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VIENNA, August 10. /TASS/. The Austrian oil and gas company OMV, which is participating in the Nord Stream 2 gas pipeline construction project, does not view the Turkish Stream as a direct rival, Executive Board member Manfred Leitner told a press conference Wednesday.
"I don’t see actual competition here," he said.
"If we take a look at future transit gas flows supplies (to Central Europe - TASS) may flow through south-east from Turkey and some volumes of gas are likely to meet on the market but this will not influence the project’s implementation," Leitner added.
According to Leitner, OMV expects that the joint venture for implementation of the Nord Stream 2 project can resolve the situation with objections of the Polish regulator against the project.
"We are now preparing an answer. There is a number of points that we will be able to explain," he said.
Leitner reminded that the deadline for clarification is August 16.
Chief executive officer Rainer Seele went on to say that OMV plans to sign legally binding documents on asset swap with Gazprom by the end of 2016.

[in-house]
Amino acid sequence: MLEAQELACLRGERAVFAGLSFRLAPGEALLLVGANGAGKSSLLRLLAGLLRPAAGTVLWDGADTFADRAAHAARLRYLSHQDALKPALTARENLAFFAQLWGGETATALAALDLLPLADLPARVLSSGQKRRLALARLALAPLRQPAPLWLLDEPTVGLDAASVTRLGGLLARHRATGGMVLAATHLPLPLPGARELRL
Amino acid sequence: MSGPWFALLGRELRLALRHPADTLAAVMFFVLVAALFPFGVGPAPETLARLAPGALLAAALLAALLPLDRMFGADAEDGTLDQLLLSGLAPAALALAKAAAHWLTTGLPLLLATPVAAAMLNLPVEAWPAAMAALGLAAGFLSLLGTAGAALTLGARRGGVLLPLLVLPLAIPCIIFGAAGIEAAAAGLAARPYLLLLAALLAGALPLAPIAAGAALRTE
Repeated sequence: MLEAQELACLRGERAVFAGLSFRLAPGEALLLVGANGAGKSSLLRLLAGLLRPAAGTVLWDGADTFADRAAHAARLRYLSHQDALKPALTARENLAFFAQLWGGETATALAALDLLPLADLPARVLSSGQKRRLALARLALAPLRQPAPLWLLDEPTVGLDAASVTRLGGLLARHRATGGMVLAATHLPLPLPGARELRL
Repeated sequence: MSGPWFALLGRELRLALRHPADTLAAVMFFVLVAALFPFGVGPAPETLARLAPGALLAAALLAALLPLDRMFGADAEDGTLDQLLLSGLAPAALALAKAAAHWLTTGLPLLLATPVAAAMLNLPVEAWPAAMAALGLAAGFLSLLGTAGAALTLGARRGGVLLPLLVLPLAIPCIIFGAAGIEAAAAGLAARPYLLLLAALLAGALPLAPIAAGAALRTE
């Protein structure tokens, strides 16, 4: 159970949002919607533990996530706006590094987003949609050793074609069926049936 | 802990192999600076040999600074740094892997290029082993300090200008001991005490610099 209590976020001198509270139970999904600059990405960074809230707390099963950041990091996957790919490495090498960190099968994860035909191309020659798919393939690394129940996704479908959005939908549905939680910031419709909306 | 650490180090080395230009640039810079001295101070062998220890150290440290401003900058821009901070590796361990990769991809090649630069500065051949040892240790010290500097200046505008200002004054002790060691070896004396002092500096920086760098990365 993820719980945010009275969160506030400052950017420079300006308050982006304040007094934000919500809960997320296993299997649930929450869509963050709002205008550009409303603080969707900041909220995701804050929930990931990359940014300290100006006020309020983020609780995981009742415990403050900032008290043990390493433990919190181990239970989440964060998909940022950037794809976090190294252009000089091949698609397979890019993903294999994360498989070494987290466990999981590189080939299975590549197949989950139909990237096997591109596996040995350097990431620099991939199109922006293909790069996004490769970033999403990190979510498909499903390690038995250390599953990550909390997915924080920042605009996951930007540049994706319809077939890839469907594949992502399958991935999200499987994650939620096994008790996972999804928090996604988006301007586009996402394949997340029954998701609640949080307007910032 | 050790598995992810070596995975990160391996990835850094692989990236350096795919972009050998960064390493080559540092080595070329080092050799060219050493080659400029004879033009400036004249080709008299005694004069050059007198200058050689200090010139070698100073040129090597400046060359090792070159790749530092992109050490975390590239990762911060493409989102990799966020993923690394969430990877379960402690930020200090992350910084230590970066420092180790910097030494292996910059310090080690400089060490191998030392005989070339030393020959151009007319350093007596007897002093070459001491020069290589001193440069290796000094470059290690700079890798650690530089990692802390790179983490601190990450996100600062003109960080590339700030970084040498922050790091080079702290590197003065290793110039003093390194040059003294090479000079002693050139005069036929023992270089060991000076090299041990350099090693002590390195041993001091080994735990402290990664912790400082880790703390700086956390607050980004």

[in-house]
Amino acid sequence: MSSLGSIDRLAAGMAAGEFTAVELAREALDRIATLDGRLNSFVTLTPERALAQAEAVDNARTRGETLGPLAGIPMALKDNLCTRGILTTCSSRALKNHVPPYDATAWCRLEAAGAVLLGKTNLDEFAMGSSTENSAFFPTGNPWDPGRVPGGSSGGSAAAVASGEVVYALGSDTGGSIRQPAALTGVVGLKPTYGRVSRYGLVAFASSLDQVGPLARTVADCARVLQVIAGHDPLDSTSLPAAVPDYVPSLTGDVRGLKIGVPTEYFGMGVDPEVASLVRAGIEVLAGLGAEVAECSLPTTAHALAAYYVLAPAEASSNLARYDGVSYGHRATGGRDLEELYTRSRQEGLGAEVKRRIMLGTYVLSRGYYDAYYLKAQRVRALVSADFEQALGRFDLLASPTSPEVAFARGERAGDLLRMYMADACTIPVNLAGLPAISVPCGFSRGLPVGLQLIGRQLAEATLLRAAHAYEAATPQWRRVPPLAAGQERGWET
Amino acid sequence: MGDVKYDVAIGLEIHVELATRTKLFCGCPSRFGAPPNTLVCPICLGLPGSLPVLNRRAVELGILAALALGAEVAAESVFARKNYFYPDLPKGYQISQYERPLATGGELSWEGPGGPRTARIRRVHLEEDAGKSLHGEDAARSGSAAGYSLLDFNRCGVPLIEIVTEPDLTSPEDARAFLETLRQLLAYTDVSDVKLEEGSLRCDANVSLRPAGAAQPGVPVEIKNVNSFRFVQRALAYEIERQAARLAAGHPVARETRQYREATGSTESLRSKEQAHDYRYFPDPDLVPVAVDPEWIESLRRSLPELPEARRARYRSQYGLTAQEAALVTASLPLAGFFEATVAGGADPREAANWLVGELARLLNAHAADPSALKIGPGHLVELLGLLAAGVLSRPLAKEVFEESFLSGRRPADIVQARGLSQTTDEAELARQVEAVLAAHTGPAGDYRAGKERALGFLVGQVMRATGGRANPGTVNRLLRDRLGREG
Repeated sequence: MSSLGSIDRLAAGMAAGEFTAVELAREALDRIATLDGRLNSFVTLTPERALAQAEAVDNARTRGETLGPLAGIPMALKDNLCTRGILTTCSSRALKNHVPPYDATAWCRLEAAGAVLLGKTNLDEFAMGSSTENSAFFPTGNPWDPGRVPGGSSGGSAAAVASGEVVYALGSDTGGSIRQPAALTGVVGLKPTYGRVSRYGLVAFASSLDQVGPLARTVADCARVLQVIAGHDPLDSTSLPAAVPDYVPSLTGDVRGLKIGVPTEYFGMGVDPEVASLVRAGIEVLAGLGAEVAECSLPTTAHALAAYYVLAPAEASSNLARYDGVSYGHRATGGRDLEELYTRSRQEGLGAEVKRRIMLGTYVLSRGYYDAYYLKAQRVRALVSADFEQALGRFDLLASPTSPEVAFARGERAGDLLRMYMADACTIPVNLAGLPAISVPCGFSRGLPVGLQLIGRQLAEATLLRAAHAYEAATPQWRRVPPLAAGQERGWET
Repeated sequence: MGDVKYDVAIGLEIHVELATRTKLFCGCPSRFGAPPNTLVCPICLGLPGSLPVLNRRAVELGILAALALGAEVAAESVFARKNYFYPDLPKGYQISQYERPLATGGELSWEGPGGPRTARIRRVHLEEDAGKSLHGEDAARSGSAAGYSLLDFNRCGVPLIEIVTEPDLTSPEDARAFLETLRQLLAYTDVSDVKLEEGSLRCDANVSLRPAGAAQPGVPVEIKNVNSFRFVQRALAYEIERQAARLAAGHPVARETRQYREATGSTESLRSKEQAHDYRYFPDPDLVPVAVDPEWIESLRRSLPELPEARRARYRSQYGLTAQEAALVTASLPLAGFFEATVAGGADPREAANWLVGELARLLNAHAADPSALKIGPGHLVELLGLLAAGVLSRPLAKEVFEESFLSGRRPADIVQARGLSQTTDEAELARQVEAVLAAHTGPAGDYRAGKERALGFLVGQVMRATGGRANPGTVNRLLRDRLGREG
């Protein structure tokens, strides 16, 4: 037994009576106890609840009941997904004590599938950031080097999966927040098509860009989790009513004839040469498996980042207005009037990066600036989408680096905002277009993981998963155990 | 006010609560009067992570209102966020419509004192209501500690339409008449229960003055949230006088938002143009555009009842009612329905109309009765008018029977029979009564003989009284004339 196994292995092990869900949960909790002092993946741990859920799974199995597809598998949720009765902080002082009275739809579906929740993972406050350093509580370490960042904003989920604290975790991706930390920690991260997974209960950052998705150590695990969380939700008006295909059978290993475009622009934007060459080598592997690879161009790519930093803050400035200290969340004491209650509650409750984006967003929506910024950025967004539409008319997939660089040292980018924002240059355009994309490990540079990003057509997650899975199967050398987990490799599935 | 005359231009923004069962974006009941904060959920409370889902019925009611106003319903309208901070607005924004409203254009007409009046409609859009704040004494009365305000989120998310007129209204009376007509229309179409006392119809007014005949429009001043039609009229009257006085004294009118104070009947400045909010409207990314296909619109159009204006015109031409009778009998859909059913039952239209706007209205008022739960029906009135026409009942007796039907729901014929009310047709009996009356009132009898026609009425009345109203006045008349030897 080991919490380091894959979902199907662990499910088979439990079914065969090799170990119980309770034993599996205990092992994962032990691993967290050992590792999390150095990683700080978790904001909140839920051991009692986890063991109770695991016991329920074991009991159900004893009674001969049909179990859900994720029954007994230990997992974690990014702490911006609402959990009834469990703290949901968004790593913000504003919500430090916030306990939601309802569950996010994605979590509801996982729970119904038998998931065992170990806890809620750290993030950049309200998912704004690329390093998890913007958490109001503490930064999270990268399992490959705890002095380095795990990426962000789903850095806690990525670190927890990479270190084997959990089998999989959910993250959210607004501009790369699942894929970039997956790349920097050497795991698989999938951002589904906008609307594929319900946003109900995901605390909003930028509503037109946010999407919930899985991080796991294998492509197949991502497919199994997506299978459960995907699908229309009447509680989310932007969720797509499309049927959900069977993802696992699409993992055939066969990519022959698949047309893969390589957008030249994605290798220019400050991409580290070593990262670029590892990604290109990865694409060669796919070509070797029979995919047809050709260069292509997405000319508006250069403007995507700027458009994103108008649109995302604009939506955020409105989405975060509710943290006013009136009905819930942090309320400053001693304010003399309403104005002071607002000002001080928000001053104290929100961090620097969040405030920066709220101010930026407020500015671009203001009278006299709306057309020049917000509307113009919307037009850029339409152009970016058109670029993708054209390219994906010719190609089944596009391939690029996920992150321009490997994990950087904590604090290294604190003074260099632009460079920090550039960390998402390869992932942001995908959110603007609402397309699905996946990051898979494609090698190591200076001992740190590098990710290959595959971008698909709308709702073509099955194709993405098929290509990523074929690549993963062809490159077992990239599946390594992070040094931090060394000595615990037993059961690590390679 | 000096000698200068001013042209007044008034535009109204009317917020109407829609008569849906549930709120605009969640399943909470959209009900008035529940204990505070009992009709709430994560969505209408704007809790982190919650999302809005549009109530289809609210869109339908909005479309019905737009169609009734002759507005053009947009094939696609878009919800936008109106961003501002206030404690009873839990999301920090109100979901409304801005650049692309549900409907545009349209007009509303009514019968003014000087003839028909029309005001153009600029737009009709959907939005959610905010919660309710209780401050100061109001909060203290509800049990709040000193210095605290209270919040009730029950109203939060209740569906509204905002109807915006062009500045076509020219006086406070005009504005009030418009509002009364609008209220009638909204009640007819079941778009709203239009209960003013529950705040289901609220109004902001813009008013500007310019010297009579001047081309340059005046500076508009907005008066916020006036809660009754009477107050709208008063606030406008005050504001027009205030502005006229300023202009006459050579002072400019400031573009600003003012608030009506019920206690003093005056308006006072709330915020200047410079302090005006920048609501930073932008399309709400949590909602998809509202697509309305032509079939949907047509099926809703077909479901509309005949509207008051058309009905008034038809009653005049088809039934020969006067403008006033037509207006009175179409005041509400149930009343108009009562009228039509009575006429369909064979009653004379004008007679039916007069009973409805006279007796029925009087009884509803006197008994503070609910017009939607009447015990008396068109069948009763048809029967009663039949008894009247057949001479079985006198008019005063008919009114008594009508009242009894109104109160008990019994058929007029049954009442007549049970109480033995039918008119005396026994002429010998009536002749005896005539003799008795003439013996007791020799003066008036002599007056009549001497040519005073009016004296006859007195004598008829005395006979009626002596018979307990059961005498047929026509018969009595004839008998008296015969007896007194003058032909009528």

"We’re planning to sign legally binding documents on asset swap by the end of the year," he said, adding that "following this Gazprom’s share in OMV’s subsidiary in the North Sea will be defined, and only then we’ll logically launch reconciliation procedures in Russia and Europe."
According to Seele, Gazprom needs some time to define the reserves of oil and gas fields in the North Sea.
In September 2015, Gazprom and OMV inked the term sheet regarding an asset swap. Subject to the swap deal, OMV will acquire a 24.98% stake in the project for developing Blocks 4A and 5A of the Achimov deposits at the Urengoy oil, gas and condensate field in exchange for Gazprom’s participating interest in OMV.
In April 2016, the companies signed the second agreement on the main terms of the exchange of assets, which identifies assets for participating in the transaction on the part of OMV. Particularly, OMV offered assets on the Norwegian shelf and in the North Sea for exchange. In end-June Austrian media said the position of Norwegian authorities might hinder the completion of the deal.
Earlier Seele also said "it might take a year or two to get the authorities’ approval."